Section 44 of the Arbitration Act prescribes that a foreign award that arises out of an agreement to which the New York Convention on the Recognition and Enforcement of Foreign Awards (New York Convention) applies, and is made in one of the territories in respect of which the central government declares that the New York Convention applies on satisfaction that reciprocal provisions are being made, may be enforced in India. In this regard, the Arbitration Amendment Act has clarified that a foreign arbitration award may be set aside if it violates the public policy of India on the same grounds as described for domestic awards above. However, unlike domestic awards, foreign awards cannot be set aside on the ground of patent illegality.

vii.  Assistance to foreign courts

Assistance may be given to foreign courts55 on the basis of bilateral agreements with the reciprocating territories. In civil matters, the CPC provides for the service of foreign summons issued by certain specified courts only. In such cases, assistance is given when a defendant resides or works for gain or carries on trade or business within India and the summons itself may be a summons for the appearance of the defendant, production of documents or furnishing of information.56

Again, as discussed above, India is a signatory to the Hague Convention on the Service Abroad of Judicial and Extrajudicial Documents in Civil or Commercial Matters 1965, whose key objective is to improve the organisation of mutual judicial assistance by simplifying and expediting procedures.

viii.  Access to court files

Rules relating to access to court files may vary depending on the nature of the proceeding, who is seeking access and whether the proceeding is ongoing or concluded. In most cases, a person who is a party to the proceeding is allowed to search, inspect or have copies of all pleadings and other documents or records of the case. A third party seeking the information or record may need to apply to the court and show cause as to why they seek such information or record.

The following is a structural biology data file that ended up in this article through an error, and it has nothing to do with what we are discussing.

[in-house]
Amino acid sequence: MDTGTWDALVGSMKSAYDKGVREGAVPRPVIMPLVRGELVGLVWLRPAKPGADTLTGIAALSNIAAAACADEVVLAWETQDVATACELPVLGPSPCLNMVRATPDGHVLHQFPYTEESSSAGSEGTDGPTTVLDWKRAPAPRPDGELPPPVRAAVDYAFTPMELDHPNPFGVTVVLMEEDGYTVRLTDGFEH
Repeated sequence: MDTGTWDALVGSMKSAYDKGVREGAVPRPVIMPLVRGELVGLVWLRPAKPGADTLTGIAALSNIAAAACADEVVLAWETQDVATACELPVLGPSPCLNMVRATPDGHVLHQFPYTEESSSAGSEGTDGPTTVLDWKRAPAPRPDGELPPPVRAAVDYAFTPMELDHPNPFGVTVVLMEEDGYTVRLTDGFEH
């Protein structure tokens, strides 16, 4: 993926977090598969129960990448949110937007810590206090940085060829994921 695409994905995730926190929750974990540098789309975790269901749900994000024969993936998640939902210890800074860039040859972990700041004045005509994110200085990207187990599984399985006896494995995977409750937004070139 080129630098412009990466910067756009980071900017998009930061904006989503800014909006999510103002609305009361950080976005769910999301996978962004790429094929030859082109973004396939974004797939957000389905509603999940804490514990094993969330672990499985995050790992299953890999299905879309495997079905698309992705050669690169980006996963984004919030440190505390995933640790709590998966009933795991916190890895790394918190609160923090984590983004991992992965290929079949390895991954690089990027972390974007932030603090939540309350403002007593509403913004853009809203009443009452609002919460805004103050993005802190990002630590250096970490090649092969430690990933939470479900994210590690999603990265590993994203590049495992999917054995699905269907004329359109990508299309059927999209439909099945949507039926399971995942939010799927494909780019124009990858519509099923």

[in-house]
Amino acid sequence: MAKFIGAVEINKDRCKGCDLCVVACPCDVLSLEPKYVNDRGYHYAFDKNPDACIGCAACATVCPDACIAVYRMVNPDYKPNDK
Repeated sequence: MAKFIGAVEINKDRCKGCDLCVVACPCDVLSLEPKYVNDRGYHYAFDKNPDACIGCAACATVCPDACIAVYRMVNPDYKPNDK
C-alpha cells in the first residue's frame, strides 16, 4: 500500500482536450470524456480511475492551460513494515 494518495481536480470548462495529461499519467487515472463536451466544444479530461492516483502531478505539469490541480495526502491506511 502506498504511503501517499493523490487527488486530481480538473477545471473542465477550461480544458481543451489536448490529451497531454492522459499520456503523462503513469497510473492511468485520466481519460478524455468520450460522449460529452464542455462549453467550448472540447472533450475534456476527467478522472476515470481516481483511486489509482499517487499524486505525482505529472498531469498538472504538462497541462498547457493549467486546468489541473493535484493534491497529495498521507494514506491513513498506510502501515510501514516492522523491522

ix.  Litigation funding

Disinterested third-party funding is not common. While some courts have found that third-party funding may be permissible,57 other courts have often declined to uphold such agreements on the grounds of public policy or professional ethics.58 It has been held in a recent Supreme Court judgment that there appear to be no restrictions on a third party funding a litigation and getting repaid after the outcome of the litigation as long as they are not lawyers.59

Legal Practice

i. Conflicts of interest and Chinese walls

The Bar Council of India Rules (BCI Rules), notified by the Bar Council of India under the Advocates Act 1961, impose standards on advocates to ensure that conflicts of interest are avoided. These include:

  1. a prohibition on appearing for opposite parties in the same matter, and from taking instructions from anyone other than the client and the client’s authorised agent;
  2. a prohibition on lending to a client, or converting funds in the advocate’s hands to a loan, or adjusting fees against personal liability owed by an advocate to the client;
  3. a prohibition on bidding for, or acquiring an interest in, property of actionable claim involved in litigation;
  4. a prohibition on appearing in matters where the advocate has a pecuniary interest;
  5. a prohibition on becoming a party to stir up or instigate litigation;
  6. a prohibition on representing establishments of which the advocate is a member;
  7. a prohibition to stand as a surety to the client or certify the soundness of a surety that his or her client requires for the purpose of any legal proceedings;
  8. a prohibition on appearing in matters where he or she is a witness;
  9. a prohibition to trade or agree to receive any share or interest in any actionable claim;
  10. a prohibition to bid in court auction or acquire by way of sale, gift, exchange or any other mode of transfer any property that is the subject matter of proceedings in which he or she is professionally engaged;
  11. a prohibition on appearing in matters in which he or she has reason to believe that he or she will be a witness;
  12. a prohibition on appearing before relatives who are judges;